Investigation of Dielectric Resonator Antenna Arrays for Wireless Communications
DescriptionFor all wireless communication systems, the antenna is the front end that directly affects the quality of the signal transmission and reception. For a mobile antenna, a significant amount of the radiated power is dissipated in air without contributing to the information-exchange process. It is because a mobile antenna generally emits power to all directions, giving rise to free-space loss. This power loss can be reduced by increasing the antenna gain or equivalently narrowing the antenna beam. A direct method to provide a high antenna gain is to combine antenna elements to form an array.Over the last three decades, the dielectric resonator antenna (DRA) has been widely studied due to its many advantages such as its small size, low loss, light weight, and ease of excitation. As compared with the 2-D patch antenna, the DRA is a 3-D structure and therefore provides one more degree of freedom for its designs. However, most studies of DRAs have only concentrated on the single element and much less attention has been paid to the array design.In this project, three different kinds of DRA arrays will be investigated for the first time. First, the wide-beam DRA element will be investigated and used to design a square phased antenna array (PAA). The PAA can steer its beam to connect with a moving object. The element spacing and array shape will be studied to maximize the scanning range.Next, a beam-locking DRA array will be investigated for backhauling communications. The phase shifters realized by varactors will be integrated with the feed network of the DRA elements. The DRA array will have a narrow scanning range, about +/- 6 degrees for backhauling communications. The narrow scanning range is for the array to agilely steer and lock the beam. This enables the array to communicate with the other side of the wireless link effectively.Finally, the DR reflectarray and transmitarray will be investigated. Our proposed DR reflectarray can convert a linearly polarized wave to a circular polarized (CP) wave, giving the first CP DR reflectarray. For our proposed DR transmitarray, it has the lowest profile among all transmitarray designs reported in the literature.A design guideline will be devised for each of the antenna element and array to facilitate their designs.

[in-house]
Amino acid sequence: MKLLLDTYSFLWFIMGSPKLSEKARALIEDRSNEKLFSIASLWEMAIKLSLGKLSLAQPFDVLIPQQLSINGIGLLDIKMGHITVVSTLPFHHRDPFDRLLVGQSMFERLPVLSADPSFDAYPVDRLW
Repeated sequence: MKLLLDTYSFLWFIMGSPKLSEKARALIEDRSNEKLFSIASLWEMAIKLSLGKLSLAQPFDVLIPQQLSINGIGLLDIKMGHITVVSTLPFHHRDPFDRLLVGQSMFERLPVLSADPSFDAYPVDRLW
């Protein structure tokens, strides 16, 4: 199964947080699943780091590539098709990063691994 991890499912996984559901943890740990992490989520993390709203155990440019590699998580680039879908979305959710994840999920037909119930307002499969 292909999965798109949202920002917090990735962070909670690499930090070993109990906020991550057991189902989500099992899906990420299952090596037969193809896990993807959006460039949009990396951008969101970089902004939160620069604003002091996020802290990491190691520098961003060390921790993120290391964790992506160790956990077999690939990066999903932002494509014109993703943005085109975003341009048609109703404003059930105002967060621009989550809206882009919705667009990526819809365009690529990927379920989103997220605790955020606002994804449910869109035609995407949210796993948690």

|Effective start/end date||1/01/21 → …|